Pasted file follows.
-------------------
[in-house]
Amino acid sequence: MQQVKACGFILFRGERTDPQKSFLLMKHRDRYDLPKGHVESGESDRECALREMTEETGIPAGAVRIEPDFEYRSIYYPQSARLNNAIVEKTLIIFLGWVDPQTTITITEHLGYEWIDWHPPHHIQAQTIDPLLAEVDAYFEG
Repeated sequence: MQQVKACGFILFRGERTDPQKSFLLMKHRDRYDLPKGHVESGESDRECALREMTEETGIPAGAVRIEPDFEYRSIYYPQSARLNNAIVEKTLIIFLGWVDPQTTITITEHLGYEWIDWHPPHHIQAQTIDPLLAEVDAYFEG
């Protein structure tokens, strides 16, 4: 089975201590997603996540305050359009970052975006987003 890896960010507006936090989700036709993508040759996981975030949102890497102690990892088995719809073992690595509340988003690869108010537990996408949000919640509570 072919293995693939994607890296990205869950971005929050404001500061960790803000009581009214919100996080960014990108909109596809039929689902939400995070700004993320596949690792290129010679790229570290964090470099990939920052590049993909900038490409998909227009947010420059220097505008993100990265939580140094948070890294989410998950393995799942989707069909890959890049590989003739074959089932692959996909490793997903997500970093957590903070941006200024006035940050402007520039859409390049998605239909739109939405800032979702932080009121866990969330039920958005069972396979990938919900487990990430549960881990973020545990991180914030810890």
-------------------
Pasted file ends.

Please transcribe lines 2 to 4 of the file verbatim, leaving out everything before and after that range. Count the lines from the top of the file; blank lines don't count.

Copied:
Amino acid sequence: MQQVKACGFILFRGERTDPQKSFLLMKHRDRYDLPKGHVESGESDRECALREMTEETGIPAGAVRIEPDFEYRSIYYPQSARLNNAIVEKTLIIFLGWVDPQTTITITEHLGYEWIDWHPPHHIQAQTIDPLLAEVDAYFEG
Repeated sequence: MQQVKACGFILFRGERTDPQKSFLLMKHRDRYDLPKGHVESGESDRECALREMTEETGIPAGAVRIEPDFEYRSIYYPQSARLNNAIVEKTLIIFLGWVDPQTTITITEHLGYEWIDWHPPHHIQAQTIDPLLAEVDAYFEG
């Protein structure tokens, strides 16, 4: 089975201590997603996540305050359009970052975006987003 890896960010507006936090989700036709993508040759996981975030949102890497102690990892088995719809073992690595509340988003690869108010537990996408949000919640509570 072919293995693939994607890296990205869950971005929050404001500061960790803000009581009214919100996080960014990108909109596809039929689902939400995070700004993320596949690792290129010679790229570290964090470099990939920052590049993909900038490409998909227009947010420059220097505008993100990265939580140094948070890294989410998950393995799942989707069909890959890049590989003739074959089932692959996909490793997903997500970093957590903070941006200024006035940050402007520039859409390049998605239909739109939405800032979702932080009121866990969330039920958005069972396979990938919900487990990430549960881990973020545990991180914030810890």